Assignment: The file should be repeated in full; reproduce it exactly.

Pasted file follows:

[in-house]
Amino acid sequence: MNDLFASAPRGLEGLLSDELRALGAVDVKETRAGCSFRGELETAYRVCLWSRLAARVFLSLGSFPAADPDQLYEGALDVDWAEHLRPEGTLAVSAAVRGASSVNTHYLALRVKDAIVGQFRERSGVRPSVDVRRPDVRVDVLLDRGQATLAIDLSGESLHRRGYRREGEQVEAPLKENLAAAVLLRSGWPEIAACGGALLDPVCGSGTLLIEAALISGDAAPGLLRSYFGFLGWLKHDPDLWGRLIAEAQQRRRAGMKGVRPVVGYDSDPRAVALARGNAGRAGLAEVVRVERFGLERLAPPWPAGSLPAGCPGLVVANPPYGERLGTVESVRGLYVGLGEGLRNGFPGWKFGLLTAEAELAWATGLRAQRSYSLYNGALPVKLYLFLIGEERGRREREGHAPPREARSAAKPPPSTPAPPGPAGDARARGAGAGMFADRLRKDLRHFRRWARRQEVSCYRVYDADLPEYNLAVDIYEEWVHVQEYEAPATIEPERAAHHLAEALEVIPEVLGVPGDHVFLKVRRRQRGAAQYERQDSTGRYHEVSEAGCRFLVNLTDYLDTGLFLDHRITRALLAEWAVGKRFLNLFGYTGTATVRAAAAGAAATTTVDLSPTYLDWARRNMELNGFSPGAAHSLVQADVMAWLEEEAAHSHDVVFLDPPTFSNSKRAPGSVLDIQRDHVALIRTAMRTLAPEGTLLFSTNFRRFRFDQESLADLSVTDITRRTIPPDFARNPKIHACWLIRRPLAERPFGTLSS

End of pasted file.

[in-house]
Amino acid sequence: MNDLFASAPRGLEGLLSDELRALGAVDVKETRAGCSFRGELETAYRVCLWSRLAARVFLSLGSFPAADPDQLYEGALDVDWAEHLRPEGTLAVSAAVRGASSVNTHYLALRVKDAIVGQFRERSGVRPSVDVRRPDVRVDVLLDRGQATLAIDLSGESLHRRGYRREGEQVEAPLKENLAAAVLLRSGWPEIAACGGALLDPVCGSGTLLIEAALISGDAAPGLLRSYFGFLGWLKHDPDLWGRLIAEAQQRRRAGMKGVRPVVGYDSDPRAVALARGNAGRAGLAEVVRVERFGLERLAPPWPAGSLPAGCPGLVVANPPYGERLGTVESVRGLYVGLGEGLRNGFPGWKFGLLTAEAELAWATGLRAQRSYSLYNGALPVKLYLFLIGEERGRREREGHAPPREARSAAKPPPSTPAPPGPAGDARARGAGAGMFADRLRKDLRHFRRWARRQEVSCYRVYDADLPEYNLAVDIYEEWVHVQEYEAPATIEPERAAHHLAEALEVIPEVLGVPGDHVFLKVRRRQRGAAQYERQDSTGRYHEVSEAGCRFLVNLTDYLDTGLFLDHRITRALLAEWAVGKRFLNLFGYTGTATVRAAAAGAAATTTVDLSPTYLDWARRNMELNGFSPGAAHSLVQADVMAWLEEEAAHSHDVVFLDPPTFSNSKRAPGSVLDIQRDHVALIRTAMRTLAPEGTLLFSTNFRRFRFDQESLADLSVTDITRRTIPPDFARNPKIHACWLIRRPLAERPFGTLSS